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Hilary Mantel: “We Still Work to a Man’s Timetable and a Man’s Agenda”

Hilary Mantel

When Hilary Mantel was in law school in England, she started suffering terrible internal pains. No one took a young woman’s agony particularly seriously, especially if it was situated uterus-adjacent. She went to visit a psychiatrist, who diagnosed the source of her anguish: It was stress, he said, caused by overambition. He wondered if law school was too taxing. Mightn’t a dress shop be a better outlet for her talents?

What none of the doctors knew, but Mantel suspected because she was consulting surgical textbooks, was that she was suffering from a severe and undiagnosed case of endometriosis. The drugs prescribed for her psychological and physical misery led her to a mental-health clinic. There, she began to write a short story about a changeling— that is, about a woman in rural Wales whose baby is snatched and switched for another. When she outlined the story to her psychiatrist—the one who prophesied a dress-shop career—he said “I don’t want you writing.”

I don’t want you writing! And you, Picasso, put down that stupid paintbrush. There are tomatoes to be packed. When I came across that anecdote in Mantel’s wonderful, spiky memoir Giving Up the Ghost, I almost shrieked. What if she had given up writing? A tragedy for the world of literature. A tragedy for me, personally: She is my favorite living author.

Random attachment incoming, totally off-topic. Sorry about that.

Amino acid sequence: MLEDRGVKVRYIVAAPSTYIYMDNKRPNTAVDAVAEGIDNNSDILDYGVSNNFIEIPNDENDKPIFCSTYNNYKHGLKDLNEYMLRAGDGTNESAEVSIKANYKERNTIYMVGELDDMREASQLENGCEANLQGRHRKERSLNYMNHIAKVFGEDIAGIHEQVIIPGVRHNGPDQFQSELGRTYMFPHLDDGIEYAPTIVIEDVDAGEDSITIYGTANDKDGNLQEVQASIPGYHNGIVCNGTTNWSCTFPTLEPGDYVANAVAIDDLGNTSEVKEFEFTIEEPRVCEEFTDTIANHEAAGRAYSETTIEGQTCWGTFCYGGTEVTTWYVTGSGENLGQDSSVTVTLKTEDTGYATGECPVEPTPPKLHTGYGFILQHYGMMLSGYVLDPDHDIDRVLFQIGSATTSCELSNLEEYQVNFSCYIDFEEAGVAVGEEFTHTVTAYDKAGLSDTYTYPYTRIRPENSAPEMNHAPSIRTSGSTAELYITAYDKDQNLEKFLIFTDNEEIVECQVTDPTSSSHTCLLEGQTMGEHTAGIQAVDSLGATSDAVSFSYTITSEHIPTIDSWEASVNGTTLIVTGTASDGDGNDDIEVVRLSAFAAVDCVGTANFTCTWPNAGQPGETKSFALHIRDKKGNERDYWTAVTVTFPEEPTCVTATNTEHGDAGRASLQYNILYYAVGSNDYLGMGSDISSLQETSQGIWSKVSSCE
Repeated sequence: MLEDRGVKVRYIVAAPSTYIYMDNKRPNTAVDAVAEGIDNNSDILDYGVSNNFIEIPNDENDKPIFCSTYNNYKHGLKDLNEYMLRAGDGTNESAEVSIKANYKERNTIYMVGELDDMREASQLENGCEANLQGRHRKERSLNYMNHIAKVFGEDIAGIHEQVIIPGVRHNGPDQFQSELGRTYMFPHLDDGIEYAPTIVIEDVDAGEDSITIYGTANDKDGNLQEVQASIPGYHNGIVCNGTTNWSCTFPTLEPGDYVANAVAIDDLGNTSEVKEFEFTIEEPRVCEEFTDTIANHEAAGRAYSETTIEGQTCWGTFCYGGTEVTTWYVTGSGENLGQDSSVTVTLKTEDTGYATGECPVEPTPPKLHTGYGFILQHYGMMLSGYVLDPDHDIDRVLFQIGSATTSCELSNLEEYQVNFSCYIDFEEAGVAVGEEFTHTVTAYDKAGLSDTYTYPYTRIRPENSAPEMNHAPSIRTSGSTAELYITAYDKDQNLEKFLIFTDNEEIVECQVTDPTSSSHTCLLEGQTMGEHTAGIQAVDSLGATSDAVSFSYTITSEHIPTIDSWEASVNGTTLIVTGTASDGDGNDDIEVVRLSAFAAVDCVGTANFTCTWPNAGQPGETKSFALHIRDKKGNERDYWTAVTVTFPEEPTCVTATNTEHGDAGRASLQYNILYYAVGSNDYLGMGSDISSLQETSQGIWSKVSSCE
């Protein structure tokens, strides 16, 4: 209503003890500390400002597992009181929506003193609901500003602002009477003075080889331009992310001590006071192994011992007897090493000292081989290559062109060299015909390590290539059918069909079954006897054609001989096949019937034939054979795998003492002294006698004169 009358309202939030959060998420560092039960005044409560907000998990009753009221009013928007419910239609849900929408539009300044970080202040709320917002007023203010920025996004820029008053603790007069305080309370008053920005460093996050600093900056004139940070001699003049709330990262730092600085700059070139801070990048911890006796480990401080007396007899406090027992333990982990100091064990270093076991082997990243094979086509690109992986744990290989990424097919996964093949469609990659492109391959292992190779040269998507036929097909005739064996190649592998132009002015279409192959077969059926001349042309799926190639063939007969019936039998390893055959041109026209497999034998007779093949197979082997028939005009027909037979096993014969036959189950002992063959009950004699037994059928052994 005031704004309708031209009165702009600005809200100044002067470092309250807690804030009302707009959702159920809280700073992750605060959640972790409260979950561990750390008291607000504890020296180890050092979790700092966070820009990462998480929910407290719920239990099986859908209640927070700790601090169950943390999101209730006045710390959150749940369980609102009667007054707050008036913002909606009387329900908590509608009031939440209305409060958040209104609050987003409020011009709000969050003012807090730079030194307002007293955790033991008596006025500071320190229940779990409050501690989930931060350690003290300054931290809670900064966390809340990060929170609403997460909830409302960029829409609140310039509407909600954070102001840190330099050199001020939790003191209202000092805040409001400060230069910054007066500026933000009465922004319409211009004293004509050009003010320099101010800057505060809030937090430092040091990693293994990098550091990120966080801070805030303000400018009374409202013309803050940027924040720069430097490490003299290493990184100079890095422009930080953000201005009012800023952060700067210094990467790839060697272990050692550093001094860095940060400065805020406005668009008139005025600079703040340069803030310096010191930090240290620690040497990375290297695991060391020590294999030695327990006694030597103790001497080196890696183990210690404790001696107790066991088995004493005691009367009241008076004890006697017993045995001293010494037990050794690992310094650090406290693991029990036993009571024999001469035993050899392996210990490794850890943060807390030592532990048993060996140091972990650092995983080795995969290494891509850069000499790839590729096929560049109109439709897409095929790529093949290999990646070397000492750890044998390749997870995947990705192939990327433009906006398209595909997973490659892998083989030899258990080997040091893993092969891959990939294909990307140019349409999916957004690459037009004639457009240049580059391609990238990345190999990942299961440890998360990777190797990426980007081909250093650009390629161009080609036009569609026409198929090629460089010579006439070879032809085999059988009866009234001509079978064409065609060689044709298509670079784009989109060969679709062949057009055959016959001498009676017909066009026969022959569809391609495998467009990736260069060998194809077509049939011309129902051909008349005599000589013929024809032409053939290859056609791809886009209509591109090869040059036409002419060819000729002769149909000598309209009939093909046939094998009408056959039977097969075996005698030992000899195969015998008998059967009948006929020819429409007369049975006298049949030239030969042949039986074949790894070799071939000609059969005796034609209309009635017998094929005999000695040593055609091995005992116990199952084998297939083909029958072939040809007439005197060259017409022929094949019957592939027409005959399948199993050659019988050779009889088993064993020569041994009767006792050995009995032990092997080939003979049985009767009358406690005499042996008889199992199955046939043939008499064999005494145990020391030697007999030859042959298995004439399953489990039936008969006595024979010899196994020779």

I’m firmly of the opinion that a journalist should never meet her heroes. They will invariably disappoint, not because of their own failings, but because they have been constructed out of some bright-sky material in the journalist’s brain and will necessarily be duller in real life. But, in a few cases, they do not disappoint, but leave an indelible, electric impression instead. Such was the case when I took the train one day to meet the woman whose latest novels had made her, against all expectations, a smash success.

Hilary Mantel’s little town on the Devon coast was ridiculously pretty, as pretty as a village from a BBC detective series in which the killer is the vicar or the lady who puts up the best pickles. It was prettier than it had a right to be. It actually had a café called the Cosy Teapot.

And here lived a woman with a singular gift for inhabiting dark and sinister worlds, past and present, and finding the humanity and humor in them. Most of her novels were contemporary, though it was the most recent pair, set in Tudor England, that had made her a star. They were all novels born of her body’s pain, written in spite of that pain, or perhaps because of it—how better to transcend the body than imagining a world that is different, distant, peopled with intriguing strangers? There was no darkness in the cheery flat overlooking the sea, or the woman who answered its door. Mantel had the round, bright blue eyes of a china doll, even though her smile suggested a doll possessed by a mischievous demon. The phone was ringing when I entered and hardly stopped (it was answered by her husband Gerald McEwan, a man she had divorced once and married twice). The phone rang because, after a life of critical acclaim but popular obscurity, she had achieved a whacking great success with her novels about the life of Thomas Cromwell, Wolf Hall and Bring Up the Bodies (a final novel in the trilogy, The Mirror and the Light, is in the works).